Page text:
Overview

Kestrel specializes in analyzing restructurings, such as corporate share repurchases, spin-offs and asset sales, in order to identify companies where management is actively working to increase shareholder value. Our experience and research, over more than thirty years, convince us that companies selected from this segment are more likely to produce superior long-term returns for their shareholders.

We invest in companies with managements who have implicitly identified their stock as undervalued and who are taking concrete steps to improve their share valuation. For this reason, we find the risk/return relationship of our approach to be particularly attractive.

 

Our Investment Approach

A Purely Bottom-Up Value Manager

We are often asked to fit the Kestrel strategy into a particular defined investment style. Are we “value”, “growth”, “sector-driven”? While our strategy may include aspects of each at any given time, we are a purely bottom-up value investor. The degree to which our portfolio resembles other designated styles from quarter-to-quarter is merely the result of our unique investment process, rather than that of any preconceived mandate.

Negative Screen Approach to Stock Selection

When it comes to picking stocks we look at things differently. Our process is meticulous; we follow all the stocks in our defined universe (U.S. companies listed on a national exchange, with market capitalizations of $100 million to $3.5 billion, that are undergoing some sort of voluntary restructuring) and then apply a negative screen to eliminate companies that don’t meet our requirements, be they fundamental, or governance related.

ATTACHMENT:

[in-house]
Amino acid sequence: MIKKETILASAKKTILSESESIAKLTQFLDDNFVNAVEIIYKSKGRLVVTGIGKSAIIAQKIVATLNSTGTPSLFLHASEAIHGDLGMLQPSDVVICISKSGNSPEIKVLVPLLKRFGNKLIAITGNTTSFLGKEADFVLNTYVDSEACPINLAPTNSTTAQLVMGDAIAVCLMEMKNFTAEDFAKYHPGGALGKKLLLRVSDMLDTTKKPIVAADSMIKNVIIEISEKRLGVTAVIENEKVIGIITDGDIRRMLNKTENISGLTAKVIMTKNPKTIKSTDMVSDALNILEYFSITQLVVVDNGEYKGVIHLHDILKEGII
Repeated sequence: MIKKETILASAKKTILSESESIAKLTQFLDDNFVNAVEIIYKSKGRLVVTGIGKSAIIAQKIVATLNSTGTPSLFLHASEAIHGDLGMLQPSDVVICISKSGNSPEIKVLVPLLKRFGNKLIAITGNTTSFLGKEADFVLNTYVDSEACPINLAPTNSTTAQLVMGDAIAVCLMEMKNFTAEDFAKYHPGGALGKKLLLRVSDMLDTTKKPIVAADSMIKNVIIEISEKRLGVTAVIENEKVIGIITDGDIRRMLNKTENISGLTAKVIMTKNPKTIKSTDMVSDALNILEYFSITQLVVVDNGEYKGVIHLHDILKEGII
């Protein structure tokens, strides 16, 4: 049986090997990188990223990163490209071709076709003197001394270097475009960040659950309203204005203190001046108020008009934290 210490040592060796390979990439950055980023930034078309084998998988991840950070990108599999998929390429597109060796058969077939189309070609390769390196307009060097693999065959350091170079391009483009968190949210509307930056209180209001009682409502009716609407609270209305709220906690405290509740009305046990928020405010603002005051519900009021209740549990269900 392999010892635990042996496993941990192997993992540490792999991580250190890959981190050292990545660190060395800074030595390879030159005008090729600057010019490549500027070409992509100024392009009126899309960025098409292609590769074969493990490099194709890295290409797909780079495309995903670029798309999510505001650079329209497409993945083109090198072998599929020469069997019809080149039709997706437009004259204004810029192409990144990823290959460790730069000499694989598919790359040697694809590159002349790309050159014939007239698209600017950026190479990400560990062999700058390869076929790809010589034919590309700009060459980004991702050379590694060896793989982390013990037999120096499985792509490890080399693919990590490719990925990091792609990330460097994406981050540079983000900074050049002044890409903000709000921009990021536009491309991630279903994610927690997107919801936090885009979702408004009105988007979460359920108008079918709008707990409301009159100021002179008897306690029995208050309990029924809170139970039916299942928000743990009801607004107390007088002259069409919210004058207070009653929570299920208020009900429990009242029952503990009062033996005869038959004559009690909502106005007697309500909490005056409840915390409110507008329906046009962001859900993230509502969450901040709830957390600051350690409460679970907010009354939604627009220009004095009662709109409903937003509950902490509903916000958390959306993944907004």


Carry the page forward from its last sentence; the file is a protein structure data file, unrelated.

We’ve found that our negative screening process helps us avoid the bias that occurs when managers become enamored with their stocks. We would characterize our approach as objective and systematic. This is not to say that we are a quantitative manager; we use traditional tools in our analysis, with a strong focus on cash flow and thoughtful consideration of company-specific corporate governance.

Why Small-Cap Orientation?

Kestrel’s small-cap orientation stems from our observation that shares of companies lacking institutional coverage are more likely to be inefficiently priced. We also find that companies in the small-cap arena provide us with clearer management signals, an important component of our investment process. In contrast, restructurings at larger capitalized companies are undertaken more regularly, and are motivated by a host of other factors unrelated to share valuation.

Unconstrained, Long-Term Focus

We are not constrained by industry considerations; companies undergoing restructuring can be found across sectors and the available opportunity set at any given time tends to reflect where value is present. We are not market timers nor are we macroeconomic forecasters; we believe that our comparative advantage resides in discerning unrecognized microeconomic trends and identifying misperceived factors. We avoid the pitfalls of Wall Street’s notorious short-term focus by holding individual stocks for an average period of eighteen months to three years.